President Mark Schlissel
Inauguration of Chancellor Borrego
(as prepared for delivery)
It is an honor to be back here in Flint today to celebrate this outstanding occasion for the University of Michigan family.
I congratulate Chancellor Borrego, and am proud to add my appreciation for her work to the many voices we are hearing today.
I also extend my greetings to our students, our faculty, our staff, and our friends from the Flint community. It is a pleasure to see many of you again.
This is a very special day for all of us.
It is clear that although we are inaugurating a chancellor this week, her immersion into Flint, the campus and the city, has been a constant focus since her arrival last fall.
Chancellor Borrego has embraced this community.
She has literally knocked on doors to get to know people in her neighborhood and made it a priority to meet with the campus’s many friends and stakeholders.
And from the perspective of someone who has also found a new home in Michigan last year, she has hit the ground running.
We have had conversations about improving the flow between Flint and Ann Arbor for students who want to take classes at either campus or transfer between campuses, and for faculty who want to collaborate on research.
Chancellor Borrego has established and supported an environment of equity and inclusivity wherever she has been, and her experience will be particularly valuable as we work to improve the full realization of those values across the university.
This comes as no surprise to those of us who met her before she began.
She is very open and approachable, and she brings those qualities to her interactions as an individual and to her work as a leader.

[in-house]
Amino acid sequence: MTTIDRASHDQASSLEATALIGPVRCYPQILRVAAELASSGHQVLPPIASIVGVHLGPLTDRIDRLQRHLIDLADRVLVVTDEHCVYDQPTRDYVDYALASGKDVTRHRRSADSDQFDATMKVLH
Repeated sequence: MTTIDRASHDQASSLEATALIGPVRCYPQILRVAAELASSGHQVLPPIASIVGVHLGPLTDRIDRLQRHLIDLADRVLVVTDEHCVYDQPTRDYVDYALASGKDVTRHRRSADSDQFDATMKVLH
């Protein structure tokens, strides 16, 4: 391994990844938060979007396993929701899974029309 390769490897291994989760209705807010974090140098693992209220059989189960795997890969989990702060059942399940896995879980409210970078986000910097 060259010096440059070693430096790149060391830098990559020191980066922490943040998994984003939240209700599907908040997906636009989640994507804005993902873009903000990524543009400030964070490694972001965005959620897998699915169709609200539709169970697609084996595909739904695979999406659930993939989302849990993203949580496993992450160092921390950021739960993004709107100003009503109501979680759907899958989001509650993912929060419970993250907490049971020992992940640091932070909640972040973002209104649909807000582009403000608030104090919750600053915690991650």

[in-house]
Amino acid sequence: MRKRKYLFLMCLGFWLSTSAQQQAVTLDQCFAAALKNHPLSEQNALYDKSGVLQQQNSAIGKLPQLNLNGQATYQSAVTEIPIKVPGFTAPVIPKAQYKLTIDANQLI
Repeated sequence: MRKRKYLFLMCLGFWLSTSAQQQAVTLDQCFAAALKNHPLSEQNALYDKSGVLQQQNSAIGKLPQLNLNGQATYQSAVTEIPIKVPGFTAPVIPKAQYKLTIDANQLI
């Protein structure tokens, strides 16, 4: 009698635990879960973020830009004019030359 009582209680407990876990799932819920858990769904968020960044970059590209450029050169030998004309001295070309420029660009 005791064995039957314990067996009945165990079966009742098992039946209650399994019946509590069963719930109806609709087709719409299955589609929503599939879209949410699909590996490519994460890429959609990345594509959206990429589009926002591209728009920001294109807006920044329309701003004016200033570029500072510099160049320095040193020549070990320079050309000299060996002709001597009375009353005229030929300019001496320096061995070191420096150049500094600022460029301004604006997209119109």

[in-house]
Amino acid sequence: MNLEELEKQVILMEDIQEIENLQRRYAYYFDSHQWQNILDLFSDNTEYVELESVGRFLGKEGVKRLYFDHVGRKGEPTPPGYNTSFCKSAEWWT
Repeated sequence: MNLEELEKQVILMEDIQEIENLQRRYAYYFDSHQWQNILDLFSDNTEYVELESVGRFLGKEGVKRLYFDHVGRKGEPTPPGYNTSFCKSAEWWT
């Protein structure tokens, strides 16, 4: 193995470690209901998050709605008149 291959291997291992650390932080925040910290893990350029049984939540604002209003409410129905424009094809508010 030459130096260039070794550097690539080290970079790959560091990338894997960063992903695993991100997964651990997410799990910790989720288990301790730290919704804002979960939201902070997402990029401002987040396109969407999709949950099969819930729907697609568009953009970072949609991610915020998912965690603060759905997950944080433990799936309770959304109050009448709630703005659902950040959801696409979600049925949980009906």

I also appreciate that she is a clear and straightforward communicator who can get to the heart of complex issues quickly.
She cares very deeply about student success, understands the importance of U-M Flint to the community it calls home, and recognizes that U-M Flint is strengthened by the engaged learning opportunities that exist right here in this city.
There is an energy and optimism here in Flint that makes me very excited about our shared future.
It is a city that draws such strength from its storied past and hope from its incredible resilience.
It is as American as the Chevy Corvette, which first rolled off the assembly line here in 1953.
As a community, it has so much to offer our state and nation.
I am confident that U-M Flint will be a key resource that helps the city and region achieve new levels of prominence.
Chancellor Borrego was kind enough to show me around a bit the last time I was here.
We visited the Farmer’s Market and had breakfast there with members of her Citizens Advisory Committee.
I have enjoyed the chance to learn about the university’s role in revitalization of the community.
For instance, the leadership gift from the Hagerman Foundation will create a Center for Entrepreneurship and Innovation and further enhance your standing as the region’s best resource for new business growth.
I am also optimistic about the future because the University of Michigan is not the only institution of higher learning to make investments here.
Michigan State, along with institutions such as Kettering, Mott Community College, and others all have a presence in Flint – and they see opportunities for this community as well.
This is in our favor.
The people of Michigan share such great affinities for their colleges and universities, and they look to higher education as a pathway to prosperity for their children and as a source of hope for the future.
I have met many of the individuals responsible for the state’s resurgence over the last year, and there is a great awareness that we are in this together as public and private colleges and universities in Michigan – and that our entire state will benefit from us contributing our full array of strengths to the vision of a brighter, more prosperous economy, one whose benefits are shared in all parts of the state.
Part of my work is focused on how U-M can work with higher education partners throughout the state to increase our value to the communities we serve and to their local economies.
We welcome the opportunity to collaborate as partners with Michigan’s other colleges and universities, because developing talent in Michigan is not a zero-sum game.